Sergei Melkov, a political scientist, questioned the basis of the Konovalov article. The latter had tried to connect the disparate generals as a “group” and unite them in a cause against Makarov without offering firm evidence. The attempt to portray them as “disgruntled generals” that may trigger a deeper political revolt was far-fetched and mischievous. Melkov admitted that Makarov may be narrow-minded and singularly qualified for his post based on his loyalty to the defense minister, but this provided insufficient grounds for “thinking up” discontent in the armed forces (https://www.lawinrussia.ru/node/27446, July 5).
Clearly, the central theme presented through Konovalov’s article was odd, not least by selecting Makarov rather than Serdyukov as the person to blame for continued experiments among the armed forces. Makarov often simply carries out the directives of the defense minister, while his term of service was extended by presidential ukaz in October 2009 for three years, which means he has less than 15 months left in his post in any case. Naturally, the defense ministry lost no time in issuing a denial of the reported reasons for these resignations, and noted that the generals had asked to leave the military between April and July on health grounds while also identifying the prospect of rotation, which may entail moving to a post beyond Moscow, as an additional factor. General Tretyak also took the step of formally rebutting such allegations: “My decision to resign from the army is no way linked to the issues of the reform of the Armed Forces, let alone to some kind of disagreement with the leadership” (Ren TV, Interfax, July 5).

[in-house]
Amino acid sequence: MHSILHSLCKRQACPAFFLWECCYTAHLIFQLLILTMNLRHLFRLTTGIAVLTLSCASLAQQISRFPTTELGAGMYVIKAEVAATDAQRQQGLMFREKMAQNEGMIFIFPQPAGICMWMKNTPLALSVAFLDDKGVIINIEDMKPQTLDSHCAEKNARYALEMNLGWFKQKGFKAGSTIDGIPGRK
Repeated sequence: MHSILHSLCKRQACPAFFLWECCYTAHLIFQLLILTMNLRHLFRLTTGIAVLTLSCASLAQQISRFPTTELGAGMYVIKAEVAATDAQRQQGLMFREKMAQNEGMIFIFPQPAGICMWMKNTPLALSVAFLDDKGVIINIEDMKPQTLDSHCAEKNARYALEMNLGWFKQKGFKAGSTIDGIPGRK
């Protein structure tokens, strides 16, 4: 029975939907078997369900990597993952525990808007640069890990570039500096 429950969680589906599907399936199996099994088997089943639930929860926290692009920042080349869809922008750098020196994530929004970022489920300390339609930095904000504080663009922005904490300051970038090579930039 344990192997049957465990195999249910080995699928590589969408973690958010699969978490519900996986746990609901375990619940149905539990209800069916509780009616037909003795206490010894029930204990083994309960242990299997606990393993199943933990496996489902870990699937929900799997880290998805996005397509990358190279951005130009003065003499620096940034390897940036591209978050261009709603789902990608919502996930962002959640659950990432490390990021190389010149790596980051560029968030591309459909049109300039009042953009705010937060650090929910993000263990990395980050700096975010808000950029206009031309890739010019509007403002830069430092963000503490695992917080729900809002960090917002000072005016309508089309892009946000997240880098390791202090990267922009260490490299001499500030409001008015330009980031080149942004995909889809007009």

While the latest batch of “superfluous generals” departing from the armed forces aroused brief controversy, its context must be understood, in order to explain why such neuralgia was triggered. A series of measures in late 2008 by General Makarov banned senior officers from openly criticizing the reform, while the General Staff also sent its “representatives” into units to monitor potential opposition to the process; these were in addition to Federal Security Service (FSB) counter-intelligence officers already present at brigade level in the armed forces. Consequently, the reasons for any senior officer submitting his resignation became subject to speculation. In January 2010, another group of generals resigned, including Army-General Vladimir Boldyrev, the then CINC of the Ground Forces. Boldyrev apparently attempted to resign on several occasions prior to his final departure, but the authorities remained tight-lipped and knew he could not lawfully publicly discuss his departure (Parlamentskaya Gazeta, May 29, 2010; Kommersant, March 10, 2010; Komsomolskaya Pravda, December 18, 2008).
The Russian defense ministry is currently pre-occupied with issues such as European missile defense, the future of Russia’s strategic deterrence, and a faltering military modernization agenda; for many “reform” has slipped off the radar. Konovalov’s mysterious source used these high-profile resignations to highlight the spurious nature of the claims regularly made about improved combat readiness. It also exposed the schwacher punkt in the approach to reform: poor planning and constant experimentation (Ezhednevny Zhurnal, July 6). But the underlying issue that transcends analysis of “reform” is that the latest “superfluous generals” were younger with more career potential than previous examples. Skokov perhaps more than Tretyak illustrates this –but the top brass can ill-afford to lose such senior officers.